It's a good thing my husband doesn't mind me being somewhat madly in love with a figment of a game designer's imagination . . .

Saturday, July 21, 2012

I Have Time . . .

This evening, I found to my surprise that I arrived too late upon the scene of my quest.  So I alt-tabbed out and decided to blog while I wait.

See?  No spice boxes to destroy.  Nothing to do but sit tight and twiddle my thumbs.

But that's ok:  I have time.  I am still unemployed, although I did have an interview, and with any luck, I should be receiving something in the mail in the next two days.  (At least, they said they'd be sending it.  I'd just say I have a job lined up, except I hate to say anything until my signature is on the page making it official.  So I'll hold off and tell you when it's certain.)

Pardon me while I return to the game and see if there are targets for me . . .

/destroys spice boxes

Ok, now that that is over, take a look at this!

Vector finally replaced his admittedly very nice Alderaan chest piece.  Now, we look something rather like a cou . . . I mean a team, now.  Aren't we adorable?  (Ok, so that might be a stretch . . .)

Friday, July 6, 2012


Next week, while my family and I will be at our reunion, this blog will reach its half-year anniversary.  Normally, I would not think to mention it, as it is not the full year, but for one thing:  it corresponds with another important day for me.

That same day, my husband and I will have been married for 20 years, after a courtship of 3-5 months, depending on whether you count the start date when we met or when we went on our first and only date before becoming engaged.  To those more familiar with the modern culture of relatively short marriages, who wonder how people can possibly keep a marriage alive this long, I offer a few insights from our experience:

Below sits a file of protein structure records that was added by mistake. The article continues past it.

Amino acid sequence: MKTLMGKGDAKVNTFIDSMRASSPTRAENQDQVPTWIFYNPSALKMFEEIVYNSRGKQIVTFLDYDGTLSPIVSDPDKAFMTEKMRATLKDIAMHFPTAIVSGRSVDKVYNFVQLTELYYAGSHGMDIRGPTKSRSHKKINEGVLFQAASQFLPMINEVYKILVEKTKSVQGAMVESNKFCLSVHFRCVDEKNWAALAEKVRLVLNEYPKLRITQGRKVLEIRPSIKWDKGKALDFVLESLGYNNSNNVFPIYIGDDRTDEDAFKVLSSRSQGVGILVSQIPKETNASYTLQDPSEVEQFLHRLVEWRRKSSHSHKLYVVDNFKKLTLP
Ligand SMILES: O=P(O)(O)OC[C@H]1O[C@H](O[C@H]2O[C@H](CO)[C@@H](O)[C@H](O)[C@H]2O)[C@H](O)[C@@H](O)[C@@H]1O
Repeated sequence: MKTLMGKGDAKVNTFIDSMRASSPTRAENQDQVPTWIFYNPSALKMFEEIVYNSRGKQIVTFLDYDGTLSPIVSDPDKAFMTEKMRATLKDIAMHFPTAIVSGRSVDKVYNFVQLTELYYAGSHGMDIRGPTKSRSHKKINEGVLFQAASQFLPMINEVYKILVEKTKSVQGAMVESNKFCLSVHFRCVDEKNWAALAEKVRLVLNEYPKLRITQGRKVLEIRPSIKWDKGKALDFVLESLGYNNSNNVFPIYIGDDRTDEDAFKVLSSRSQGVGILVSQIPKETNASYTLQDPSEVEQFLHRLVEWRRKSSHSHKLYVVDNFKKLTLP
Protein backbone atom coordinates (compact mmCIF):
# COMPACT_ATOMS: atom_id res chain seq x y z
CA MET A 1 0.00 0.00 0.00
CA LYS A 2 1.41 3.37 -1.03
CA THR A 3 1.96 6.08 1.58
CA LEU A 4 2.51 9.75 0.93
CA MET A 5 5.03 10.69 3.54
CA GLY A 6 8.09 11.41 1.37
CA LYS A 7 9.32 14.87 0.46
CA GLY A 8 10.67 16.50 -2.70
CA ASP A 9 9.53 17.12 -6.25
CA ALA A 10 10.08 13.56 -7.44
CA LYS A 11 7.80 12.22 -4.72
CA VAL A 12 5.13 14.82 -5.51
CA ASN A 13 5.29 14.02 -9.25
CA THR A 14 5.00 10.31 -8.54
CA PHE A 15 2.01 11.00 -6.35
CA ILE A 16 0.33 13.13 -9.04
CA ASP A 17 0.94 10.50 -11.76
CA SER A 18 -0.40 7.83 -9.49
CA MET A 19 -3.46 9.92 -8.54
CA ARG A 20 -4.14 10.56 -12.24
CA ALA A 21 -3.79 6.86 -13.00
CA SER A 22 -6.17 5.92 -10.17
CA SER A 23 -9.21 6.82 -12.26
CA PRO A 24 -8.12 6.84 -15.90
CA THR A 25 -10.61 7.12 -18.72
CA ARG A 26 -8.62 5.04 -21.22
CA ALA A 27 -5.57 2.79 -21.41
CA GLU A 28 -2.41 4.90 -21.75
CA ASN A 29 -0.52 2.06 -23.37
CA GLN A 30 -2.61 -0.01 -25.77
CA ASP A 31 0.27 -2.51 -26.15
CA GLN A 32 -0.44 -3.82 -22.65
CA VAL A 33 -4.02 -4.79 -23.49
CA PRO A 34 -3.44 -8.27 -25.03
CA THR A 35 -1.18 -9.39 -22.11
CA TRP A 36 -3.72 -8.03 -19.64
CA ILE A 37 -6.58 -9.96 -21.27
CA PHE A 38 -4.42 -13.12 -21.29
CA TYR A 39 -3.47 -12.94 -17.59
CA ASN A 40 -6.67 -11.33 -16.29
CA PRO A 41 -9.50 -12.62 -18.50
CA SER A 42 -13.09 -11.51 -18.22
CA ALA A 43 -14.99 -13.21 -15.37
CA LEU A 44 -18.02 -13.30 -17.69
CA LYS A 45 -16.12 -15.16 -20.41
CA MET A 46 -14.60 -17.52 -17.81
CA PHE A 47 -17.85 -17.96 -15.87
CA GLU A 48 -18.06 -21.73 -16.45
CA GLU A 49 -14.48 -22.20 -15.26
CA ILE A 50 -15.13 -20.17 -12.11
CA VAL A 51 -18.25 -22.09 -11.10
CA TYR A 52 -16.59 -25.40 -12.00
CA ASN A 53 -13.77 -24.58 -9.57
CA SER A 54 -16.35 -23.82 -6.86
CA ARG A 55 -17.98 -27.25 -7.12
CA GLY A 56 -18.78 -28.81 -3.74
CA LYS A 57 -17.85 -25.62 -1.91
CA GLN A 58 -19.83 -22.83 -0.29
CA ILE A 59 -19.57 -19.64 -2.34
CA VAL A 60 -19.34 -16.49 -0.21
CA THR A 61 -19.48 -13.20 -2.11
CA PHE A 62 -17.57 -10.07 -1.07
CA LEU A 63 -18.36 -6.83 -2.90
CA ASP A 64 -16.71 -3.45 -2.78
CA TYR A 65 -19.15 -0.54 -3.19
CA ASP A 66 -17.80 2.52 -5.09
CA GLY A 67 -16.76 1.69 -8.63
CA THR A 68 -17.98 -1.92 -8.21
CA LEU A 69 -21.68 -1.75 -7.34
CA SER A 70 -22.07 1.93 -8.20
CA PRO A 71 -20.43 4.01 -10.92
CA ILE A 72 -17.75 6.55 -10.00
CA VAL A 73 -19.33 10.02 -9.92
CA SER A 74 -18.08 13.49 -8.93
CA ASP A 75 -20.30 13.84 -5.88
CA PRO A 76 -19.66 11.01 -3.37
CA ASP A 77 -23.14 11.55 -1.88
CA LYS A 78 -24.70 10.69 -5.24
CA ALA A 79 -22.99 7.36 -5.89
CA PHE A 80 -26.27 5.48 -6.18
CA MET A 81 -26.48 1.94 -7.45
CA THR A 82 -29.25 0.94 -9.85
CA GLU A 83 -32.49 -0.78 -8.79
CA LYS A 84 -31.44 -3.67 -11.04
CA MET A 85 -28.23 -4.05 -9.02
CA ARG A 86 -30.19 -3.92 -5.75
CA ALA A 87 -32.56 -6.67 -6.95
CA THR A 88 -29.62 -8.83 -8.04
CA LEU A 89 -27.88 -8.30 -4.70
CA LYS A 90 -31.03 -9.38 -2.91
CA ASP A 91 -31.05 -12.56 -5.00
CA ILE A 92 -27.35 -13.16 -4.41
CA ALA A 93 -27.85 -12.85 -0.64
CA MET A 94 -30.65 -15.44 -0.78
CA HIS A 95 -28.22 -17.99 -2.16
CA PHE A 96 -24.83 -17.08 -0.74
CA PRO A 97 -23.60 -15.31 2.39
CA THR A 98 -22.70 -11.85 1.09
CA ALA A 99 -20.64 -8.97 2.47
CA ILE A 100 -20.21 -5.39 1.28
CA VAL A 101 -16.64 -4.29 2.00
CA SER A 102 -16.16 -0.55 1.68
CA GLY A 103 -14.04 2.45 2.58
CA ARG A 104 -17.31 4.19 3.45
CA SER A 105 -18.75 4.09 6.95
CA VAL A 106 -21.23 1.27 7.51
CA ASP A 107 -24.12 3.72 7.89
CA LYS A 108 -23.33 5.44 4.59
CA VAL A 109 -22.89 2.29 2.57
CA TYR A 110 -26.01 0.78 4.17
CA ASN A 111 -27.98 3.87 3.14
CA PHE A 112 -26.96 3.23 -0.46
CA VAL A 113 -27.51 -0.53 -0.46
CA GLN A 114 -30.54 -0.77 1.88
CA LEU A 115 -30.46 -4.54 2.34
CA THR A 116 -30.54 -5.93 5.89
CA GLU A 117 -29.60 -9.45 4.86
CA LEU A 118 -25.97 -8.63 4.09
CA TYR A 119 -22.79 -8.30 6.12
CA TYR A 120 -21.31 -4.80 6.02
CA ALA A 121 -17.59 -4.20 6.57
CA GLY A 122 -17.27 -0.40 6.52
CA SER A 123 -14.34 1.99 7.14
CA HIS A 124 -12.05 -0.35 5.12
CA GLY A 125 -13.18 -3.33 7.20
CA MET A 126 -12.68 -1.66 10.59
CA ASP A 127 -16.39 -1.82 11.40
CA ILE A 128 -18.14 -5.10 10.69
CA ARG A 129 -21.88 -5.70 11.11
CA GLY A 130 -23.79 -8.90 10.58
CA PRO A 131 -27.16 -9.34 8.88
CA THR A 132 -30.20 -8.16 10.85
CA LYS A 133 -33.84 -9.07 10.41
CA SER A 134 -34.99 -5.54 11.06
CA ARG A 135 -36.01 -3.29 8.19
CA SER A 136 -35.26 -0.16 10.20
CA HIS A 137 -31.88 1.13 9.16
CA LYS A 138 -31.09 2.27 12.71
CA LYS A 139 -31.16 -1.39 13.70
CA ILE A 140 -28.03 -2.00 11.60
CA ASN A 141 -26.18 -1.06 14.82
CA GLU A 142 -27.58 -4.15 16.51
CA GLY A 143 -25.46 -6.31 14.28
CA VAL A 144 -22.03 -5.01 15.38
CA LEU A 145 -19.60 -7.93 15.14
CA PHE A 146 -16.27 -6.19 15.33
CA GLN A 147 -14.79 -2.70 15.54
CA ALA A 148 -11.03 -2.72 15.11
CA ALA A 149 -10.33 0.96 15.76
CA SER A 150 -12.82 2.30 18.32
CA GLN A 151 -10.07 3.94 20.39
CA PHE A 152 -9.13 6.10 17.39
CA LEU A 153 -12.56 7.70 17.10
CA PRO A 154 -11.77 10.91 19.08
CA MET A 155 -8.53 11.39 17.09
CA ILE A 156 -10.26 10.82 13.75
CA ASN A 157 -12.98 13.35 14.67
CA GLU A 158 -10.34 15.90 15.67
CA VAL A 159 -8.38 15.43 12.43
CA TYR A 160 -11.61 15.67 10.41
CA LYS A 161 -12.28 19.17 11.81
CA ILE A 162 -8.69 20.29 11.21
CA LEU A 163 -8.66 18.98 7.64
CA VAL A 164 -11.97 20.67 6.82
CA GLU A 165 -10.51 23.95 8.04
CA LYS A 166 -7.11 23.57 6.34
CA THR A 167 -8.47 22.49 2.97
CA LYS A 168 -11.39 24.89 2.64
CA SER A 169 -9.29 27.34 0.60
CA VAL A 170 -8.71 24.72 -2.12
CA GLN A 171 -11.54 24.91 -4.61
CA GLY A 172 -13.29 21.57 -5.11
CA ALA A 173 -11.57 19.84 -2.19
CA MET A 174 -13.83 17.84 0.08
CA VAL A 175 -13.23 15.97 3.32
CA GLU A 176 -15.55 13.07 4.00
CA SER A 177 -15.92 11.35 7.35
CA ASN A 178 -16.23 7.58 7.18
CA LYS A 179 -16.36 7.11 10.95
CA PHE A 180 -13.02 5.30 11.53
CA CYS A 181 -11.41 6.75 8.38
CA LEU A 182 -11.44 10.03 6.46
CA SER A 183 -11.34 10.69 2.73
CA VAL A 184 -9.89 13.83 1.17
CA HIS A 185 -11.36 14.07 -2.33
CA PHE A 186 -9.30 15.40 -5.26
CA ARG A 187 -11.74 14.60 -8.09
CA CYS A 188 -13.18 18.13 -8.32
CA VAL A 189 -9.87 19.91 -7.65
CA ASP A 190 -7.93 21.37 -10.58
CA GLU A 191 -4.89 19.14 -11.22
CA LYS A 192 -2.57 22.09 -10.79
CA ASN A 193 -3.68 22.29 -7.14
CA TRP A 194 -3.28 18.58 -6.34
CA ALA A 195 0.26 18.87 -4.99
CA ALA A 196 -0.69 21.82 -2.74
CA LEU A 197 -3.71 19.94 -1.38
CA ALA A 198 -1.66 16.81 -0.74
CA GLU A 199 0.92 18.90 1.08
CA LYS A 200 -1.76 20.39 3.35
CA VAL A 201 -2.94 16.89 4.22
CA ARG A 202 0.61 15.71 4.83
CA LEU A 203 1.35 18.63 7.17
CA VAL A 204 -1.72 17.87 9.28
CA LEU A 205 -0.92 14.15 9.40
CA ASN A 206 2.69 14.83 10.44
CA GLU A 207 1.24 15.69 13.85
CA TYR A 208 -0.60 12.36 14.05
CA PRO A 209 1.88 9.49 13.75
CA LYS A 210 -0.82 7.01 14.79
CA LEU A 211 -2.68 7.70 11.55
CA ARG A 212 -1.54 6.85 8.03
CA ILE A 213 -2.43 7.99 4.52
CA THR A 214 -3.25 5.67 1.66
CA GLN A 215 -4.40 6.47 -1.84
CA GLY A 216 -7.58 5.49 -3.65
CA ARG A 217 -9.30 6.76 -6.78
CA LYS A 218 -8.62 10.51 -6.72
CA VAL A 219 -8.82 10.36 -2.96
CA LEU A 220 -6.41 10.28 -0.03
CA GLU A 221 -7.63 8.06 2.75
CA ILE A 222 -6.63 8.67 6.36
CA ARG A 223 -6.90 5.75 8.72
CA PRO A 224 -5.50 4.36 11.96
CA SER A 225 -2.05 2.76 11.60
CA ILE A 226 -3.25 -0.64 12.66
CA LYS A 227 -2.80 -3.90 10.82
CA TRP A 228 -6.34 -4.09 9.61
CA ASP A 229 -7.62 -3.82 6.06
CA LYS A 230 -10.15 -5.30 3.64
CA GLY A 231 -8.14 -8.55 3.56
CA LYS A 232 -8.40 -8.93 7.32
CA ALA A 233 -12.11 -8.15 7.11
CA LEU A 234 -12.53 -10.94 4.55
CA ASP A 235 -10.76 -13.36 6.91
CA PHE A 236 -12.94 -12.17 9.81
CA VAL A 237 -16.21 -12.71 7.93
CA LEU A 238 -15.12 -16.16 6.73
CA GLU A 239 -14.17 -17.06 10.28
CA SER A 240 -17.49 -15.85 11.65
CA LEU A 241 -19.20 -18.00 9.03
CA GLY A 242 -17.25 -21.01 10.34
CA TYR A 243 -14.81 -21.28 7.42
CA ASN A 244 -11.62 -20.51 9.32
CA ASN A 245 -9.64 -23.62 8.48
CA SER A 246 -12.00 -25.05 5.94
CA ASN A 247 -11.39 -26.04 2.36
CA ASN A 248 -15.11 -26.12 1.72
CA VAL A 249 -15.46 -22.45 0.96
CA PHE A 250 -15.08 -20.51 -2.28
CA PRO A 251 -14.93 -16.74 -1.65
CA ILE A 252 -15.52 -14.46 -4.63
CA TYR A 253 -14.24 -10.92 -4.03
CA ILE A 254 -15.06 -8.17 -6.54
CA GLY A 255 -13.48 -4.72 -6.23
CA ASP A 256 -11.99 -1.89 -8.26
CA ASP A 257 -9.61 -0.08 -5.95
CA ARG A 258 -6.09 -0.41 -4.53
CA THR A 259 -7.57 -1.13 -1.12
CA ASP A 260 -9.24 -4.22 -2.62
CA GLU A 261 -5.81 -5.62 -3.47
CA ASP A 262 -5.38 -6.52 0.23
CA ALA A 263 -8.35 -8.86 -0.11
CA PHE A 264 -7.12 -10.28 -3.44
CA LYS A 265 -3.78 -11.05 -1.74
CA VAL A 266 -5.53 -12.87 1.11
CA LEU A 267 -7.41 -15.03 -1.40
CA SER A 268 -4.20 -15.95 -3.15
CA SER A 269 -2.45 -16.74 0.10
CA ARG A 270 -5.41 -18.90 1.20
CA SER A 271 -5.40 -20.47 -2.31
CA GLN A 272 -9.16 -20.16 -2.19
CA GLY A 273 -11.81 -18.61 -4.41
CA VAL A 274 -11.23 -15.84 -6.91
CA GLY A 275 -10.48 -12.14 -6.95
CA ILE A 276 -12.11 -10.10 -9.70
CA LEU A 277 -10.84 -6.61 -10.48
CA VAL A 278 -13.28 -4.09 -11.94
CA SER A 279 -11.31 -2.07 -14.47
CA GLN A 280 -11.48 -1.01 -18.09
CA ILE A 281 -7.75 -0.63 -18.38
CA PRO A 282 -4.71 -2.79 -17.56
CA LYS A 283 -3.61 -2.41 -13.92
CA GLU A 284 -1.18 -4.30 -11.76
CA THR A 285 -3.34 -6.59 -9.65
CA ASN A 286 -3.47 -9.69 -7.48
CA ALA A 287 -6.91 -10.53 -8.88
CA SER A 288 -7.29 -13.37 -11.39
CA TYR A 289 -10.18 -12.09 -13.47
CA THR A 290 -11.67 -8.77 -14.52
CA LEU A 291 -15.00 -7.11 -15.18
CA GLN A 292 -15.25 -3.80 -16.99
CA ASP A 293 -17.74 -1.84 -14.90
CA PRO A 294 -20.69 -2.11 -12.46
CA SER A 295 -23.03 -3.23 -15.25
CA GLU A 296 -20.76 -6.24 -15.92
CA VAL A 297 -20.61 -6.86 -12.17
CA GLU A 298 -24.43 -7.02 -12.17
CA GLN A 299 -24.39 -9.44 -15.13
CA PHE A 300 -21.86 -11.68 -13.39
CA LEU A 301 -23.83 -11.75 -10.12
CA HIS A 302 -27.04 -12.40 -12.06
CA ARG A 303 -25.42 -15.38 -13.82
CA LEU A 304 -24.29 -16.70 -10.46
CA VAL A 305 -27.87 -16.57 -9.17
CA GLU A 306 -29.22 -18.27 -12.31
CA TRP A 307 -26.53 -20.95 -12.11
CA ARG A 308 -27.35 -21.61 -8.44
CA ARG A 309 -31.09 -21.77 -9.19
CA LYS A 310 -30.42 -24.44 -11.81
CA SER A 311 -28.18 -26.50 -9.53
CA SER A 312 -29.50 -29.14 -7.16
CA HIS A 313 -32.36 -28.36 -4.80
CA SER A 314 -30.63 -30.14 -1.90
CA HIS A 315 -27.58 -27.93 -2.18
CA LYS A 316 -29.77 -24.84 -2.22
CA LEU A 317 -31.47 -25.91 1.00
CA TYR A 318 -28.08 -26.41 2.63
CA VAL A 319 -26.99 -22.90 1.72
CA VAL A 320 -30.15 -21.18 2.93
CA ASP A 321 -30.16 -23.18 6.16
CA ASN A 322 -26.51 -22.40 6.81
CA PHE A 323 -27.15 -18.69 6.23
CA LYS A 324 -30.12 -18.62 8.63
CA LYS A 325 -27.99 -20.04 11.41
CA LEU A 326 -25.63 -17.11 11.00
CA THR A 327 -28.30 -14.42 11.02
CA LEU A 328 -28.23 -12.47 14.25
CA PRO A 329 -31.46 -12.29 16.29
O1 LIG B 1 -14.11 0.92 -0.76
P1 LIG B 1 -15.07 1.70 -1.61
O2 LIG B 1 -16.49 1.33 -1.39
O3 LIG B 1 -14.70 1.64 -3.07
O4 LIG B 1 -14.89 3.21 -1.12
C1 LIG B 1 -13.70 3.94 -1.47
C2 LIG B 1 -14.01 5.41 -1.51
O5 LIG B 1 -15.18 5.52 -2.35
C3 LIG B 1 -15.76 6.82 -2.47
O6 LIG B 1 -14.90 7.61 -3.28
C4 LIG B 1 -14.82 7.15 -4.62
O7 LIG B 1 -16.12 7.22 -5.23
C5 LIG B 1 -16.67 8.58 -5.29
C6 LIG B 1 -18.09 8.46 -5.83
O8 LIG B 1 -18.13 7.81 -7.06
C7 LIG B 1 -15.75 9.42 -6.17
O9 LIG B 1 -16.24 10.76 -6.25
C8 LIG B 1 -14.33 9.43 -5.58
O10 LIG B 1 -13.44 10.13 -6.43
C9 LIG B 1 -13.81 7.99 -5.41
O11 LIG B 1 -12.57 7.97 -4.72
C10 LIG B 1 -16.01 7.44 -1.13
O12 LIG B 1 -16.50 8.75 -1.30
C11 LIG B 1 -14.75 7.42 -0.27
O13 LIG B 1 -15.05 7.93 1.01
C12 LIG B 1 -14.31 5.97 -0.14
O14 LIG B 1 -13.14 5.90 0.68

1.  It's not easy.  For the first 8 years of our marriage, we were not sure we were going to make it.  Something happened around the 9th year (4 kids in), and we realized we actually did want to stay married.  Even then, a marriage can always be improved; we're still working on ways to make our partnership better.

2.  Commitment is what counts first; love is second.  I know you are going to think this sounds backward.  "But wait!  Isn't a marriage supposed to be built on a foundation of love?"  Ideally, yes.  But what do you do when the trials of life buffet your marriage, and you are not sure you really love your spouse?  (Or when you are just about absolutely positive you do not love your spouse . . .)  That's when commitment kicks in . . . and most of the time, it can carry you past those trials until the flames of love can be fanned up again.  (Disclaimer:  this does not apply to cases of actual abuse, which are an entirely different discussion.)  The only thing which kept my husband and I married during a good deal of those first 8 years was the determination by each of us, individually, that we were not going to be the one who broke the commitment--the one who "quit".

3.  It is important to have common interests (like SWTOR!), but it is also important to value differences.  On the Myers-Briggs survey, my husband and I are exact opposites.  I'm not kidding:  I'm an ISTJ, and he's an ENFP.  (Not a single letter in common!)  I've had to learn to deal with a husband who takes many more risks than I do, and he's had to learn to deal with a wife who needs quiet time alone, instead of wanting to go out and "do something".  I suspect our personality differences may have greatly contributed to the strife of those first 8 years, but we've each since grown to recognize and appreciate the other's strengths.  It means we can delegate tasks according to who would be best suited to it, or it means we can help and coach each other on our various weaknesses, if needed.  (Very Important Note here:  criticism is not help!!  Helping is when you take the other person by the hand, only after they've requested it, and guide them through what needs to be done.)

With the foundation we have managed to build thus far, we have every expectation that our future years will be even better than our present ones.  And that's a good feeling to have.

Tuesday, July 3, 2012

Maniacal Laughter

The other day, I met up with an old friend from my WoW guild, in SWTOR.  (The name was unique and unmistakeable.)  After waving and exchanging the usual pleasantries, he commented he had operations that night and asked what my plans were for the evening.  I told him it was going to be a PVP night for me--run a few warzones, have some fun.

He surprised me by saying that on his character, he had not run a single warzone.  Not one.